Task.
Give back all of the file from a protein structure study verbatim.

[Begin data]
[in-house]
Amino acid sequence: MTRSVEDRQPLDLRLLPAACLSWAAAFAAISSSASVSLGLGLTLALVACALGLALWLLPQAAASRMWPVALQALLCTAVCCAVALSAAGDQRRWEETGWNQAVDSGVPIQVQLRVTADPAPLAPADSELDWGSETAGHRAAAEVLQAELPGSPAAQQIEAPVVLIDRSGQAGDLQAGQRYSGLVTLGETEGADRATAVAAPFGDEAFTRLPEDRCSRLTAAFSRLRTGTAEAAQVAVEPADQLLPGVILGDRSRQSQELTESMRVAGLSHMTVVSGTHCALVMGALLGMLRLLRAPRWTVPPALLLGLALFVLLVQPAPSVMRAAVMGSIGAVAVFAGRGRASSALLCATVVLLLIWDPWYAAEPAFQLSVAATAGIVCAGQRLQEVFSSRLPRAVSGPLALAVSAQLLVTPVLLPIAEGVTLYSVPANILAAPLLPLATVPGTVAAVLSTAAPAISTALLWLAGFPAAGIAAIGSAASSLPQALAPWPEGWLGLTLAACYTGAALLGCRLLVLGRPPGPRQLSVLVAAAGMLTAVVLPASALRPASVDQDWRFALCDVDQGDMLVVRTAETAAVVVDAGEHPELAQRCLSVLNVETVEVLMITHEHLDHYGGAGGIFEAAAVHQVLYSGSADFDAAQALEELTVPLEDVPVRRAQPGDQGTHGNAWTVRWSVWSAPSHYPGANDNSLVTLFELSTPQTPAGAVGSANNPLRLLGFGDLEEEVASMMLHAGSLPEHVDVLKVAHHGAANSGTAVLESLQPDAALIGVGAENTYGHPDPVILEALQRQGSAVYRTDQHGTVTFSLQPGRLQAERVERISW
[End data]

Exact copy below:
[in-house]
Amino acid sequence: MTRSVEDRQPLDLRLLPAACLSWAAAFAAISSSASVSLGLGLTLALVACALGLALWLLPQAAASRMWPVALQALLCTAVCCAVALSAAGDQRRWEETGWNQAVDSGVPIQVQLRVTADPAPLAPADSELDWGSETAGHRAAAEVLQAELPGSPAAQQIEAPVVLIDRSGQAGDLQAGQRYSGLVTLGETEGADRATAVAAPFGDEAFTRLPEDRCSRLTAAFSRLRTGTAEAAQVAVEPADQLLPGVILGDRSRQSQELTESMRVAGLSHMTVVSGTHCALVMGALLGMLRLLRAPRWTVPPALLLGLALFVLLVQPAPSVMRAAVMGSIGAVAVFAGRGRASSALLCATVVLLLIWDPWYAAEPAFQLSVAATAGIVCAGQRLQEVFSSRLPRAVSGPLALAVSAQLLVTPVLLPIAEGVTLYSVPANILAAPLLPLATVPGTVAAVLSTAAPAISTALLWLAGFPAAGIAAIGSAASSLPQALAPWPEGWLGLTLAACYTGAALLGCRLLVLGRPPGPRQLSVLVAAAGMLTAVVLPASALRPASVDQDWRFALCDVDQGDMLVVRTAETAAVVVDAGEHPELAQRCLSVLNVETVEVLMITHEHLDHYGGAGGIFEAAAVHQVLYSGSADFDAAQALEELTVPLEDVPVRRAQPGDQGTHGNAWTVRWSVWSAPSHYPGANDNSLVTLFELSTPQTPAGAVGSANNPLRLLGFGDLEEEVASMMLHAGSLPEHVDVLKVAHHGAANSGTAVLESLQPDAALIGVGAENTYGHPDPVILEALQRQGSAVYRTDQHGTVTFSLQPGRLQAERVERISW